Mr. Sheerman: Will my hon. Friend stop dodging and diving on this one? I have been trying to get some protection for constituents of mine, who believed that when they allowed assets to be managed by a Swiss bank that had opened a London office, they had the same protection as customers of other banks, and that European directives would apply. Pictet Asset Management does not conform to those rules. Is it not about time that Swiss banks were regulated properly in this country?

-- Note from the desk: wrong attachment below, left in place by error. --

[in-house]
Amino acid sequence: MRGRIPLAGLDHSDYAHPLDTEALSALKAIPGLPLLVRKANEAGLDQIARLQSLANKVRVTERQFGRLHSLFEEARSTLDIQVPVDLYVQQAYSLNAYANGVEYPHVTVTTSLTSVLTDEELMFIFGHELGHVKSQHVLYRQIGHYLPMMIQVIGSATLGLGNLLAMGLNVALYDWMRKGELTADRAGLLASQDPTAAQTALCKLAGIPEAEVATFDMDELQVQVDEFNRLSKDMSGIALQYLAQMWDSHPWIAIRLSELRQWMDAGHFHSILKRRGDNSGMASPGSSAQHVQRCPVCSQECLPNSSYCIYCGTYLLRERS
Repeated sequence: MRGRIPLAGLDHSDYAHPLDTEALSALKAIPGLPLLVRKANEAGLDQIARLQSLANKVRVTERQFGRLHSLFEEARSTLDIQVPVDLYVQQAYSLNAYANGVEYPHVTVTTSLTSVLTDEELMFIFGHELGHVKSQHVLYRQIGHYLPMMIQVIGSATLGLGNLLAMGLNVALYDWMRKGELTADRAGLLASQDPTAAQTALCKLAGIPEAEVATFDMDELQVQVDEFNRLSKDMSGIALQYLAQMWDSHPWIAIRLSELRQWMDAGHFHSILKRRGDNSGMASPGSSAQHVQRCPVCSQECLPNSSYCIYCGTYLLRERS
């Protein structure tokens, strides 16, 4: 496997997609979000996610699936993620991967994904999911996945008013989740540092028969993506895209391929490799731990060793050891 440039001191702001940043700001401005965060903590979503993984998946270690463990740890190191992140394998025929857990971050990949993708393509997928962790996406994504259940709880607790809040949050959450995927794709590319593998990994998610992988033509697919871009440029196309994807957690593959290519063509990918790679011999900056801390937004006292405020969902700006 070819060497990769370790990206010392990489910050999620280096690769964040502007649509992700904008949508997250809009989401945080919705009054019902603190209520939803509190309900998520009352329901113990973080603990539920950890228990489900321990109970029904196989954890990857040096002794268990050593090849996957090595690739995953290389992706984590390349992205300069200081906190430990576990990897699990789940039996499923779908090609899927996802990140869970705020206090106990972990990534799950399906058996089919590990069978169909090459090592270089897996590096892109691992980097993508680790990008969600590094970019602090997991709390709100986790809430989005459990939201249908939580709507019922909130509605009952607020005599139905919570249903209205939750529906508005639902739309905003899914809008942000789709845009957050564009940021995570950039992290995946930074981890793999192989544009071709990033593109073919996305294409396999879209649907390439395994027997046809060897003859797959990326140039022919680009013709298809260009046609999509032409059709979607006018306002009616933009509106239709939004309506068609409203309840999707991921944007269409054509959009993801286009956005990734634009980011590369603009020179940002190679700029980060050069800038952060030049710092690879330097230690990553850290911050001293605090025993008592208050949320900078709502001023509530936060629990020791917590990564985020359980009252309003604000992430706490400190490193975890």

Ed Balls: The Financial Services Authority regulates all banks operating in the UK in relation to financial crime and all other matters, including Swiss subsidiaries and branches, under existing legislation. I would say to my hon. Friend that I have been in this job for eight weeks, and this is the first time that we have had a conversation on this subject. I am happy to look into it in detail, but as I said, this is the first time that we have had the opportunity to discuss it. If he would like to meet, I will be happy to do so and provide him with all the reassurance he needs that the FSA is doing a good job, including with Swiss banks and subsidiaries.